Magh Abhna or Mowney translates as “the plain of the river”. It is situated in the Townland of Shangarry. The outline of the church site can be seen in the corner of a field adjoining the fort of Knockroe. The survey of 1302 – 7 (survey type unknown, probably ecclesiastical) Identifies the parishes in “Slefardach” (Slieveardagh) before 1200 as:-
Church of Balibynnurd (Ballinure)
Baligraffny (Killboy near Laffansbridge)
Church of the vill of Goddard (Lickfinn)
Rectory of Boulegh (Boulic)
De Garda ( Gare alias Ballingarry)
Mowney Parish is mentioned in the Papal Taxation lists of 1294 and 1302 and in the visitation list of churches made by Archbishop Richard O’ Hedian in 1432. Entry to the location is by a short disused boreen near Meaghers, (Gragaugh). An identifiable passage running west by a whitethorn hedge from the gate would seem to have been the road to the church site. The area is drained by the Kings River. The old name being the River Guinagh
In dry hot summers the outline of six or more circular foundations, approx. 8 – 10ft Dia. can be seen on the higher ground overlooking the site of the church, (as recorded on the Ordinance Survey sheet for the area). This could indicate Beehive type huts or dwellings in a community type site. In a brief history of the Parish of Ballingarry by Very Rev. W. Canon Fitzgerald, P.P., V.F. mention is made of the ancient churches of Lismolin and Crohane in ruins, Ballingarry still in repair in 1615. There is no mention of Mowney church, probably no longer in existence. Lismolin parish was at one period catered for by the monks of Hoare Abbey, Cashel. Hoare Abbey and all its possessions were confiscated by Henry 8th. Post reformation the Church was rebuilt by the reform church as a place of worship.
Griffith Valuation: Parish of Mowney
Crohane is recorded as a Parish and holy place of pilgrimage for many centuries going back at least to the year 800 AD. The Patron Saint of Crohane is St Sinech, daughter of Fergna of “Cruachain Muighe Abhnae”. A Celtic Saint of the 6th century. Her feast day is Oct 5th.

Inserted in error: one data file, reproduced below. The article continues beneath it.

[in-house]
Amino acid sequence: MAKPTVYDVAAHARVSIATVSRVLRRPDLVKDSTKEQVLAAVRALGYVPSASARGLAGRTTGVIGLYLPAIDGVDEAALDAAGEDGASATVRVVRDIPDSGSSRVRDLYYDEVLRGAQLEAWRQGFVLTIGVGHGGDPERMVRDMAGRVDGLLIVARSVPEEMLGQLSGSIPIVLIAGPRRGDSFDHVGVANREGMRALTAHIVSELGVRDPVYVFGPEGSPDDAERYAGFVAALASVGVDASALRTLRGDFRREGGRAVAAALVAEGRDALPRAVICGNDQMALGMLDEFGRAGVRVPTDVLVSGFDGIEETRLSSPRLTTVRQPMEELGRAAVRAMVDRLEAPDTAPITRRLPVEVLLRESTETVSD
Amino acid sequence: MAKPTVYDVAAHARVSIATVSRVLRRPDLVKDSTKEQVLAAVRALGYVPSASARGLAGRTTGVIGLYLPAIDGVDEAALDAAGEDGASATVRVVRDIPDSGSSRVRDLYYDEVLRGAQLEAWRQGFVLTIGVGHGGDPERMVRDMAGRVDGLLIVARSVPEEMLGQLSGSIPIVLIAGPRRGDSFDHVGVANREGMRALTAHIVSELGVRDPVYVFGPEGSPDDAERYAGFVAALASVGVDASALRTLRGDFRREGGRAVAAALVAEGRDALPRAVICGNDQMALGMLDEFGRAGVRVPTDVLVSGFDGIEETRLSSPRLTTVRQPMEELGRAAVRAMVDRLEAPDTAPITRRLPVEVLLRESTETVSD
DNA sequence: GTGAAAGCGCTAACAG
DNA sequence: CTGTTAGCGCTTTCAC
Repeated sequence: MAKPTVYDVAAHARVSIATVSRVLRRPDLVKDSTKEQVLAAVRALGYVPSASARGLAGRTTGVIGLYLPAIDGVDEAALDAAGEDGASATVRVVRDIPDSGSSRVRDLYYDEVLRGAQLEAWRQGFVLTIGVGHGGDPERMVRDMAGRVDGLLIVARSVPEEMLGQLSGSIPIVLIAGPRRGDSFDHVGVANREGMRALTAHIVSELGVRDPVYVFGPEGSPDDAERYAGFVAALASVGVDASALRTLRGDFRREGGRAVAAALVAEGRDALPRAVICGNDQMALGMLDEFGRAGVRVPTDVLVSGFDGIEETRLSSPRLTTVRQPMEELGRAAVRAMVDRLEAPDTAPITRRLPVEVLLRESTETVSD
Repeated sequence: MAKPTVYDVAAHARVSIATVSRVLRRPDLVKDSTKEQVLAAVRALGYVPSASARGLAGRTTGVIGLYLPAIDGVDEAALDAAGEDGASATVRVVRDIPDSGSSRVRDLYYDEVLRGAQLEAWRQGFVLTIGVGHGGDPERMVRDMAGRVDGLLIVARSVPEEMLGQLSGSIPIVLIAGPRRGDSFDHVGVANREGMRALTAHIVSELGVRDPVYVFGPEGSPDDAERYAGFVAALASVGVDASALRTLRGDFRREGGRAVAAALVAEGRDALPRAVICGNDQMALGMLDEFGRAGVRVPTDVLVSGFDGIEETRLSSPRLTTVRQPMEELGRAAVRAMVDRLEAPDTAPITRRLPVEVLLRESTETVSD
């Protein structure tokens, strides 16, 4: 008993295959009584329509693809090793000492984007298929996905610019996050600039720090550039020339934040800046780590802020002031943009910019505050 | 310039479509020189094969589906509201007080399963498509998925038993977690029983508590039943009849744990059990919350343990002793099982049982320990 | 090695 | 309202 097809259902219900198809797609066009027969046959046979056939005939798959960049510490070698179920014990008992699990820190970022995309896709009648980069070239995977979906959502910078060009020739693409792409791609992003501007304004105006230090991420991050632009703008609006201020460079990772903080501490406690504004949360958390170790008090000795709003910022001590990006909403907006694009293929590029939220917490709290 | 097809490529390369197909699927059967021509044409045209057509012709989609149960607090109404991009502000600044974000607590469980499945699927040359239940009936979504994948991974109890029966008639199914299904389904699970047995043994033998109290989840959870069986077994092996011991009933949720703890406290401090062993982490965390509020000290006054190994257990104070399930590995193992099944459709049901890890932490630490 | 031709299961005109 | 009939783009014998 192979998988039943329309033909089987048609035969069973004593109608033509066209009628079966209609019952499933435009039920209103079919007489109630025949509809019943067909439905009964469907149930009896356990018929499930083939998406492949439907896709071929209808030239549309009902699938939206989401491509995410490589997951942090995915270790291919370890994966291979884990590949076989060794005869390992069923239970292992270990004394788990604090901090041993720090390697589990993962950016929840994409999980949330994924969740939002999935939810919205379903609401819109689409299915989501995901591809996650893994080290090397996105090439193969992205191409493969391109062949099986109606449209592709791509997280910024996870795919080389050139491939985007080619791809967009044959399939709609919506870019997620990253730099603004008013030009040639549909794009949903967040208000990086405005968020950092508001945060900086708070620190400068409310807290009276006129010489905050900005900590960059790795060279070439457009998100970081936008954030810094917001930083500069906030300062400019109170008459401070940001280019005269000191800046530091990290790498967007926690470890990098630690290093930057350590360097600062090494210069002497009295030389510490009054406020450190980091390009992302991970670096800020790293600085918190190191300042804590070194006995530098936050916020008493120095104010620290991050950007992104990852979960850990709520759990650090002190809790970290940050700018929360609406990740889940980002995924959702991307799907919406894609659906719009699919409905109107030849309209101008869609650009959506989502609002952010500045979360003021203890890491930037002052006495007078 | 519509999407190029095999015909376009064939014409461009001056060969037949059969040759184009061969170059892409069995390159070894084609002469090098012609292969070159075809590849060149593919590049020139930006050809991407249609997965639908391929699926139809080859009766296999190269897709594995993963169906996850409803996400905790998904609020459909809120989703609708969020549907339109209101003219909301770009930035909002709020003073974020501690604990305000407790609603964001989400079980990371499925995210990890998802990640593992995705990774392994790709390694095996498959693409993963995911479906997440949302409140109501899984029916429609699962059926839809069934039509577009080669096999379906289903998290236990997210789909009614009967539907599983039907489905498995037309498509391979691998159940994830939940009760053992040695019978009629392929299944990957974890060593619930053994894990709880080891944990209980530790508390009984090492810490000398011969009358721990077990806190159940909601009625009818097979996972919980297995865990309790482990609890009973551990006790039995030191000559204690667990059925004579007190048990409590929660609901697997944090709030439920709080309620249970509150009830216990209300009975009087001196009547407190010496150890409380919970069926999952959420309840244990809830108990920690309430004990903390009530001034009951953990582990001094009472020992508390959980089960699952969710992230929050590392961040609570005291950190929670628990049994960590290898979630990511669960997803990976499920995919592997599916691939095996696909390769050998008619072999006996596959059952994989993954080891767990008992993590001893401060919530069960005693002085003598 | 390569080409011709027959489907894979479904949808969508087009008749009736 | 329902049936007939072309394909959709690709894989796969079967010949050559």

The Survey of the Barony of Slieveardagh and Comsy 1654 describes the boundary of the parish and the acreage of each townland, Shangarry (360 acres), Garrynoe (500acres), “Dundrenan” (200 acres), “Knockankit” (200 acres), and “Kilmoculloge” (200 acres), (the latter three are now part of the townland of Shangarry). In the Primary Valuation, October 1850, Mowney parish was shown to have a total of 1,522 statute acres. The owner/landlord was Pierce Lord Viscount Ikeryn, described as an Irish Papist. His residence was Lismolin Castle now owned by the Mulally family.
The Parliamentry Gazette of Ireland 1844 – 45 states this parish is a rectory, and part of the benefice of LISMULLEN [which see], in the dio. of Cashel. Pop. in 1831 was 400, in 1841 was 428, houses numbered 63. Tithe composition, £92 – 6s – 2d . The surface consists of excellant land; is drained by the Kings river, and traversed by the road from Littleton to Mullinahone. In 1834, “the protestants amounted to 22. Roman Catholics to 398, and there was neither church, chapel, nor school”. ( The tithes in 1640 were £12 – 0s – 0p. and were divided between the Parishes of Kilcooly and Crohane) This was the Penal Laws period in Irish history. Dr. Kearney Archbishop of Cashel 1603 – 1624 was at one time the only Bishop officiating in Ireland. His reports are preserved in Roman Archives
The name Mowney is derived from the Irish “Magh Obhann” meaning “plain of the river” It is interesting to note that Crohane Parish to the west of Mowney, in Irish is “Cruachan Muighe Abhanae” meaning the round hill in the Plain of the river.
The site of the Church overlooks the ruin of Shangarry House, where the wife of Bishop John Butler (also Butler, a cousin) once Catholic bishop of Cork and subsequently 12th Baron of Dunboyne (see “In quest of an heir” Thurles Library) was born, and where they lived for some years after the Bishop had apostasized ‘circa’ 1786